1. Wie schön leuchtet der Morgenstern,
Voll Gnad und Wahrheit von dem Herrn,
Die süsse Wurzel Jesse!
Du Sohn David aus Jakobs Stamm,
Mein König und mein Bräutigam,
Hast mir mein Herz besessen;
Schön und herrlich, gross und ehrlich, reich von Gaben,
Hoch und sehr prächtig erhaben.
1. How beautifully the morning star [Jesus]1 shines,
Full of grace and truth from the Lord,2
The sweet3 root of4 Jesse!5
[Jesus,] you son of6 David from Jacob’s line,7
My king and my bridegroom,8
Have taken possession of my heart;
Beautiful and glorious, great and honorable, rich in gifts,
Highly and very magnificently exalted.9
2. Du wahrer Gottes und Marien Sohn,
Du König derer Auserwählten,
Wie süss ist uns dies Lebenswort,
Nach dem die ersten Väter schon
So Jahr als Tage zählten,
Das Gabriel mit Freuden dort
In Bethlehem verheissen!
O Süssigkeit, o Himmelsbrot!
Das weder Grab, Gefahr, noch Tod
Aus unsern Herzen reissen.
2. You true son of God and of Mary,10
You king of the ones chosen [for salvation],
How sweet to us is this [promised] word of [eternal] life,11
According to which already the earliest [biblical] patriarchs12
Reckoned [their] years [of waiting] as [if they were] days,13
[This word] that [the angel] Gabriel, with joy,
[Had also] promised there [to the shepherds] in Bethlehem!14
O sweetness; o [eucharistic] bread of heaven15
That neither grave, danger, nor death
[Can] pluck from our hearts!16
3. Erfüllet, ihr himmlischen göttlichen Flammen,
Die nach euch verlangende gläubige Brust!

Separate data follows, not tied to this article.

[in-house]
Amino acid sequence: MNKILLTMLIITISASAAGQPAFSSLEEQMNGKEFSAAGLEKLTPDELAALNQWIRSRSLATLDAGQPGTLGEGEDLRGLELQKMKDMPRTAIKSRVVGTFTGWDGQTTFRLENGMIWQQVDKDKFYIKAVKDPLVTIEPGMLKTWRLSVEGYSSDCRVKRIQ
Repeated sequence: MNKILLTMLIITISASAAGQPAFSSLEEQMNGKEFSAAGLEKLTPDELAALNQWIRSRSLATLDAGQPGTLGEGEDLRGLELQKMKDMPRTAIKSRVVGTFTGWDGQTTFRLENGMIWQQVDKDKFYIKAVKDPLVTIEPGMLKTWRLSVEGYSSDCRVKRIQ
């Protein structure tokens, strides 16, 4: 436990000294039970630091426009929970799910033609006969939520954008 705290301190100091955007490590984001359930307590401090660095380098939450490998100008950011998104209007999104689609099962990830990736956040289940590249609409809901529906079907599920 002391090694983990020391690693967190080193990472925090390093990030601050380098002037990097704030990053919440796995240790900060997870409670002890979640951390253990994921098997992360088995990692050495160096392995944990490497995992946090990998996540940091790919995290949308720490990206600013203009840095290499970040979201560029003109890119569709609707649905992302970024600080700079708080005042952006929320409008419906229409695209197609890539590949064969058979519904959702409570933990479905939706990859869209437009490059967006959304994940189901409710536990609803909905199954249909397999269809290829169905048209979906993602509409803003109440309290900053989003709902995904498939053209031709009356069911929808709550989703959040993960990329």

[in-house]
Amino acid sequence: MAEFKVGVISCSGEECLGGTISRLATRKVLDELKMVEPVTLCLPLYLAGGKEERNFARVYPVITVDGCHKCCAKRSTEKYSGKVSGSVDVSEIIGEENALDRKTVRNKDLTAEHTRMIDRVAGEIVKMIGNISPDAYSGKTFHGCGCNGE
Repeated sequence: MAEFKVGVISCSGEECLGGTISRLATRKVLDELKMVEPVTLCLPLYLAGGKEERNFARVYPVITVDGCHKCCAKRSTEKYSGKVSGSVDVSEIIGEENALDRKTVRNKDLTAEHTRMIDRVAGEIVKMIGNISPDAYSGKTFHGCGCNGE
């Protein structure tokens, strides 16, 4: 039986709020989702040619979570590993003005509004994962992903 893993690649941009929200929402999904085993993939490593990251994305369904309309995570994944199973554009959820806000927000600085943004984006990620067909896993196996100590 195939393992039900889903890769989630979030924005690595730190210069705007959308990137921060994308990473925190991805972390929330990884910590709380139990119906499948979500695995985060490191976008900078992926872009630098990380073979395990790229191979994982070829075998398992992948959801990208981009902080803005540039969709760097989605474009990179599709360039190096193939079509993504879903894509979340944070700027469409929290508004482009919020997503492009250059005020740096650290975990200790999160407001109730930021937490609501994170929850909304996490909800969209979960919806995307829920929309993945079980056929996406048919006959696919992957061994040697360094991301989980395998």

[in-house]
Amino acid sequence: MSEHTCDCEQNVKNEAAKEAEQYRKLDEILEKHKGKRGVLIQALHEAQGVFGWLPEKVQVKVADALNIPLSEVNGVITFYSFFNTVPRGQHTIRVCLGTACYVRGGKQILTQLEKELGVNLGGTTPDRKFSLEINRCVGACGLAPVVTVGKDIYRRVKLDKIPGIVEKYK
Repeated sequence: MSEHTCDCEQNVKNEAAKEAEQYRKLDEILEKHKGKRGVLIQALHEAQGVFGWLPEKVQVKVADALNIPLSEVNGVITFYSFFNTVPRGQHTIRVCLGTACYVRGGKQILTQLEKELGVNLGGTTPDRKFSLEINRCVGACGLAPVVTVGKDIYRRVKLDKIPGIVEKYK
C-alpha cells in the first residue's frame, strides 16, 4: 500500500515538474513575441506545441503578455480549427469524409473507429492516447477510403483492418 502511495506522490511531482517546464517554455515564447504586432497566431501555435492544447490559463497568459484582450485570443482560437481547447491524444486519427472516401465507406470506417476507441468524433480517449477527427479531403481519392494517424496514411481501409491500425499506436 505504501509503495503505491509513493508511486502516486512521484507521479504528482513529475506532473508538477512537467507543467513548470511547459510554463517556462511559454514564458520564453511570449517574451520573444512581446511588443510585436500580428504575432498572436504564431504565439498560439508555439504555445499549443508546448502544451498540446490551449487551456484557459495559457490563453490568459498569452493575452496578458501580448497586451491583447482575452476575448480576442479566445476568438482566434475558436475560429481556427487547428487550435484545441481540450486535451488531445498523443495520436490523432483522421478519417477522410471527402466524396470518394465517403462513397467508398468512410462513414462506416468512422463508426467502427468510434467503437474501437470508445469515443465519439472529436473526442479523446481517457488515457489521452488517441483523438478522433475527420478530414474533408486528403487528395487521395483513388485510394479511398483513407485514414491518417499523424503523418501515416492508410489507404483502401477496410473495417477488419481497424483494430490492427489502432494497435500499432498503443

Die Seelen empfinden die kräftigsten Triebe
   Der brünstigsten Liebe
   Und schmecken auf Erden die himmlische Lust.
3. Fulfill, you heavenly divine flames [of love],17
The believing breast longing for you.
   The souls [of believers] feel the strongest impulses
   Of most ardent love [from Jesus],
   And taste [in the eucharist]18 heavenly delight on earth.
4. Ein irdscher Glanz, ein leiblich Licht
Rührt meine Seele nicht;
Ein Freudenschein ist mir von Gott entstanden,
Denn ein vollkommnes Gut,
Des Heilands Leib und Blut,
Ist zur Erquickung da.
So muss uns ja
Der überreiche Segen,
Der uns von Ewigkeit bestimmt
Und unser Glaube zu sich nimmt,
Zum Dank und Preis bewegen.
4. An earthly radiance, a physical light19
Does not bestir my soul;
A halo of joy20 has arisen unto me from God,
Because [by God’s luminous grace] a perfect good21
Is here for restoring [us],22
The savior’s [sacramental] body and blood.23
Thus, yes,
The abundant blessing [of the sacrament],
Which [was] intended for us from eternity24
And [which] our faith partakes of,25
Must move us to thanks and praise.
5. Unser Mund und Ton der Saiten
Sollen dir
Für und für
Dank und Opfer zubereiten.
   Herz und Sinnen26 sind erhoben,
   Mit Gesang,
   Grosser König, dich zu loben.
5. Our mouth and [the] sound of strings
Ever and ever,
Prepare thanks and offerings to you [Jesus].
   Hearts and minds are lifted up,
   With singing,
   To praise you, great king.
6. Wie bin ich doch so herzlich froh,
Dass mein Schatz ist das A und O,
Der Anfang und das Ende;
Er wird mich doch zu seinem Preis
Aufnehmen in das Paradeis,
Des klopf ich in die Hände.
Komm, du schöne Freudenkrone, bleib nicht lange,
Deiner wart ich mit Verlangen.
6. How so heartily glad I am indeed
That my darling/treasure27 [Jesus]28 is the alpha and omega,
The beginning and the end;
He will indeed take me up into paradise
For his [eternal] praise;29
At this I clap my hands.
Come, you beautiful crown of joy, tarry not long;
[Exceedingly fair bridegroom, Jesus,]30 I wait for you with longing.
(transl. Michael Marissen & Daniel R. Melamed)

GENERAL NOTE: The text of this cantata presents the first and last stanzas of a hymn intact as the first and last movements of the cantata; the inner movements paraphrase the inner stanzas.